I remember most vividly the Valentine’s Day of winter, 1977. I was a sophomore in college, and New Jersey was covered in snow. A young woman who would remain my friend for life suggested that the two of us make valentines together, and distribute them secretly after midnight. So it was that two near-adults spent an evening glittering and cutting and pasting and folding pink paper into envelopes.

Then we put on our waterproof boots and slogged up and down hills, through various Gothic courtyards, dropping off cards. It was inspired. And dark. And riotously funny. Almost romantic, in that way early platonic friendships can be.

Last year I had another occasion to make valentines, this time for a blog swap devised by a group of blindingly intelligent and creative young women.

Absolutely in love with their brilliance, and my own giddy creativity. I sat by myself at the dining room table drank too many solitary glasses of wine, baked chocolate chip cookies with chile, and glued my glitter-covered fingers to each other. Laughed until I fell out of my chair. I was 53. I’m not sure I fit cultural expectations for the demographic.

Last year the FedEx man had to put on his boots and slog through a Manhattan blizzard to get the valentine delivered. Good thing too, for while I cook better than I did at 20, and cut and paste just fine, my capacity for the slog is diminished.

Today snow covers the ground in New Jersey, where my grown children now live. I’m in California, under a blue sky. Let me not mislead you. It may come as no surprise that my marriage of 20 years ended a while back. Because as we know, these things happen. You are women of my age.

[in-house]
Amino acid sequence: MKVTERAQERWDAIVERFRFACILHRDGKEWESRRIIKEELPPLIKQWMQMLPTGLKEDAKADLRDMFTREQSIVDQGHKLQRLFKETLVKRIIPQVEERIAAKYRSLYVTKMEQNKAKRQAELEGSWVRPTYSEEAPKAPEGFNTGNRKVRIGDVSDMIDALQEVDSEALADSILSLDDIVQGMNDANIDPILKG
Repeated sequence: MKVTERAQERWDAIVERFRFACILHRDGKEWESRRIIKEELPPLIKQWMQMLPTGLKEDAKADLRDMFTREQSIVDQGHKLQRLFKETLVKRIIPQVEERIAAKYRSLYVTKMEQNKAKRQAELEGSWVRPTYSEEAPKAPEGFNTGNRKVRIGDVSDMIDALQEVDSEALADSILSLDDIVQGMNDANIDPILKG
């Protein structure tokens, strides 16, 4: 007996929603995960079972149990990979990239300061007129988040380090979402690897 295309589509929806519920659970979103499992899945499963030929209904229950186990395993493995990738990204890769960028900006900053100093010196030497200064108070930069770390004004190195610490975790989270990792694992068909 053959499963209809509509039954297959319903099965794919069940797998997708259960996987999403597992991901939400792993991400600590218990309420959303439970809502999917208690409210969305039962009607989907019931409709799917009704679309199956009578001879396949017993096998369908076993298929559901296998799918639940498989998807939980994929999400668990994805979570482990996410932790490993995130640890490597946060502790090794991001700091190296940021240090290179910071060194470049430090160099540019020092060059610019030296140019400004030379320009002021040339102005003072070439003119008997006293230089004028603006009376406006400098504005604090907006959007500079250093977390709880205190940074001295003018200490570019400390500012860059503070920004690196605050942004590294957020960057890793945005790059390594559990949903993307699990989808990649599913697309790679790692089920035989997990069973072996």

But that same friend from college is visiting this month. We’ll be having dinner together tonight—February 15th, the day after Valentine’s Day. There have been chocolates, and boys, and roses, and men, and love letters, and I suppose tears, in the intervening decades. But of the Valentine’s Days I can recall, the things I glued persist. Along with a speck of glitter in the cuticle.

Photo, top, by Lisa Carnochan.

Join the conversation

This site uses Akismet to reduce spam. Learn how your comment data is processed.

  • Lisa February 17, 2011 at 12:19 am

    Thank you all very much, and to WVFC for the opportunity.

    Reply
  • Mise February 15, 2011 at 5:17 pm

    Beautifully put, Lisa, and ‘the things I glued persist’ resonates with elusive meaning. A marriage of 20 years – I wish I knew you well enough to ask you about that, but I don’t, so I bow instead to your wisdom and see you, as ever, on the path ahead of me, exploring the way with a thoughtful finesse.

    Reply
  • Muffy Martini February 15, 2011 at 12:47 pm

    What a wonderful post (as one can always expect from LPC)! I can just imagine Lisa sitting at her desk having a good laugh making a Valentine cards. I hope you have a wonderful evening LPC, all the best to you!

    Reply
  • the gardeners cottage February 15, 2011 at 12:00 pm

    i love this story because it speaks to the enduring love of friendship. talk about glue. there is nothing like it. so wonderful that all these years later you two are still friends and will have dinner tonight. i love it.

    Reply
  • lauren February 15, 2011 at 10:59 am

    (the valentine, incidentally, was beautiful and very much appreciated.)

    Reply
  • LPC Is At Women’s Voice For Change Today | Privilege February 15, 2011 at 10:21 am

    […] I am over at Women’s Voices For Change, with a small piece on the day after Valentine’s Day. My Valentine’s present was a […]

    Reply